Can a convicted felon become a nurse?

The question regarding past felony convictions comes up in a number of situations we encounter in our daily lives, including applications for employment and applications for a rental apartment and many other situations. The right to obtain a nursing license is an area where a past felony conviction can affect a person’s chances of entering that field of work.

Whether a convicted felon can become a nurse or not will vary from state to state and will also vary with the situation of the person involved. Nursing schools across the country will handle each situation individually, depending on the time that has elapsed since the offense was committed, the kind of offense, and if restitution for the offense was ever served.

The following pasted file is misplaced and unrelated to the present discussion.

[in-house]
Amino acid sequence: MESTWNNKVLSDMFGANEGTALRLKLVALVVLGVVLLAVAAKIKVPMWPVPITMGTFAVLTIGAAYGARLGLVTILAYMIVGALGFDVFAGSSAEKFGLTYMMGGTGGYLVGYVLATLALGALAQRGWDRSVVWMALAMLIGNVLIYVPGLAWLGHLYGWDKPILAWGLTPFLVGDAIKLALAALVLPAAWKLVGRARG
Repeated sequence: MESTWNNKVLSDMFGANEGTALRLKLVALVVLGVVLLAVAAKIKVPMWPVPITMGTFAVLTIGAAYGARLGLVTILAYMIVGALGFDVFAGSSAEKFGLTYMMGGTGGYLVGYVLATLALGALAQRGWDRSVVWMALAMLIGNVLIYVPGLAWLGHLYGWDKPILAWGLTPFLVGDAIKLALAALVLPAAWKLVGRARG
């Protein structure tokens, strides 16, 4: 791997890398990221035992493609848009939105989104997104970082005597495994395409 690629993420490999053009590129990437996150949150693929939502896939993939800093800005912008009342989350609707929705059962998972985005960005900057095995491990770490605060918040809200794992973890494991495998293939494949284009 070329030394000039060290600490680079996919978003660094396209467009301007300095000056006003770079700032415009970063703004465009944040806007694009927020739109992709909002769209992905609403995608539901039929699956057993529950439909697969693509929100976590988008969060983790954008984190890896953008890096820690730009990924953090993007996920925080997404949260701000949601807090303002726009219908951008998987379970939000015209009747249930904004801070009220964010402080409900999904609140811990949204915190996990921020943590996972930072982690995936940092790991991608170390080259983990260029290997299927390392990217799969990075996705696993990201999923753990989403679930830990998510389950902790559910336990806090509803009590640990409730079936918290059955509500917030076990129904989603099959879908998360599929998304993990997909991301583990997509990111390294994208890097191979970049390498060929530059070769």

The nursing act is governed by the state board of nursing in each state, and the stipulations in the act regarding felonies vary with the state. The Arizona 1096 Senate Bill stipulates that a felon cannot apply to be a nurse until 5 years has passed after the person has completed his sentence.

If you are interested in pursuing a nursing license, you should check with the state board of nursing in your state to find out if a felony conviction prohibits you from receiving that license. In the state of Georgia, the nursing board there can legally refuse a nursing applicant from receiving a license because the individual was convicted of a felony.

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